The following is the text of Canada’s wholesale trade report for May from Statistics Canada.
Wholesale sales rose 0.9% in May to $49.8 billion. The increase was largely the result of higher sales in the computer and communications equipment and supplies industry, the motor vehicle industry and the food industry.
In volume terms, wholesale sales were up 0.4% in May.
Computer and communications equipment and supplies sales post the largest gain
In May, four of the seven subsectors, accounting for about 70% of wholesale sales, reported increases.
The largest advance in dollar terms was in the machinery, equipment and supplies subsector, which grew 2.6%. This result was primarily attributable to higher sales in the computer and communications equipment and supplies industry (+7.3%), which had the largest increase since April 2008.
The second-largest gain was in the food, beverage and tobacco subsector (+1.4%) as a result of higher sales in the food industry (+1.5%), which makes up nearly 90% of the subsector.
Wholesale sales in the motor vehicle and parts subsector grew 1.6% in May. The entire increase was attributable to higher sales in the motor vehicle industry (+2.9%).
Since the beginning of 2012, motor vehicle wholesalers have seen a return to growth following a year of relatively flat sales in 2011.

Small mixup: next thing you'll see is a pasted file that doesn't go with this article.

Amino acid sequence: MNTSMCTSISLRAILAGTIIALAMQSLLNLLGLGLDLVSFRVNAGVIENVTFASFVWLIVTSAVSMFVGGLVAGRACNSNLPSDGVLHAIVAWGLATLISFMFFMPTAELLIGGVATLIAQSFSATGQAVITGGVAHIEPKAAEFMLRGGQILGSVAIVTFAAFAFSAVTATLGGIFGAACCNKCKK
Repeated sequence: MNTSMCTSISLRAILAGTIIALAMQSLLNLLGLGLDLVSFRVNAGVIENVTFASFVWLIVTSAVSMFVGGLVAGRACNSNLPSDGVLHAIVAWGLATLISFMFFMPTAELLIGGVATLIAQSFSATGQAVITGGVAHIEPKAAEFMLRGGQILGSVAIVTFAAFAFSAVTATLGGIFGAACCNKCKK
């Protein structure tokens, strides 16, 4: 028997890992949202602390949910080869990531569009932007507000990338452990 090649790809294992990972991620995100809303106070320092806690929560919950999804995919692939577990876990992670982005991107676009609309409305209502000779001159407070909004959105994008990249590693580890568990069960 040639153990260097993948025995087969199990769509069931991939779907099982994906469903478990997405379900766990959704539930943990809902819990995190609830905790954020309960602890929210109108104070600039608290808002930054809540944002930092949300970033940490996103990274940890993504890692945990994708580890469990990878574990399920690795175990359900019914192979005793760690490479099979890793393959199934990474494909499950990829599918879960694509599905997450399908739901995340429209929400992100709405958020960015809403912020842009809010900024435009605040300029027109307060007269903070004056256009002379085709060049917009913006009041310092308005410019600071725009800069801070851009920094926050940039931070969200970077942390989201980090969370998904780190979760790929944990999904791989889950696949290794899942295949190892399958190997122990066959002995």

The largest decline in dollar terms was in the miscellaneous subsector. Sales fell 0.9%, following a 9.4% increase in April.
Sales up in most provinces
In May, eight provinces posted higher wholesale sales.
Wholesalers in Quebec contributed the most to the national increase, followed by wholesalers in Alberta.
In Quebec, sales were up 2.3% in May, a fourth straight increase.
Sales rose 1.5% in Alberta, mainly as a result of growth in the machinery, equipment and supplies subsector, which accounts for almost a third of the province’s wholesale sales.
Ontario posted a 0.2% increase in wholesale sales in May.
Inventories up slightly
Inventories edged up 0.1% to $59.7 billion in May. Inventories rose in 15 of the 25 industries.
Wholesalers in the lumber, millwork, hardware and other building supplies industry (+3.4%) and in the motor vehicle industry (+3.6%) had the largest inventory increases in dollar terms.
The inventory-to-sales ratio declined from 1.21 in April to 1.20 in May.
The inventory-to-sales ratio is a measure of the time in months required to exhaust inventories if sales were to remain at their current level.
Note to readers
All the data in this release are seasonally adjusted and in current dollars, unless otherwise noted.
Wholesale sales expressed in volume are calculated by deflating current dollar values using import and industry product price indexes. Since many of the goods sold by wholesalers are imported, fluctuations in the value of the Canadian dollar can have an important influence on the prices of goods bought and sold by wholesalers.
The wholesale sales series in chained (2002) dollars is a chained Fisher volume index with 2002 as the reference year.
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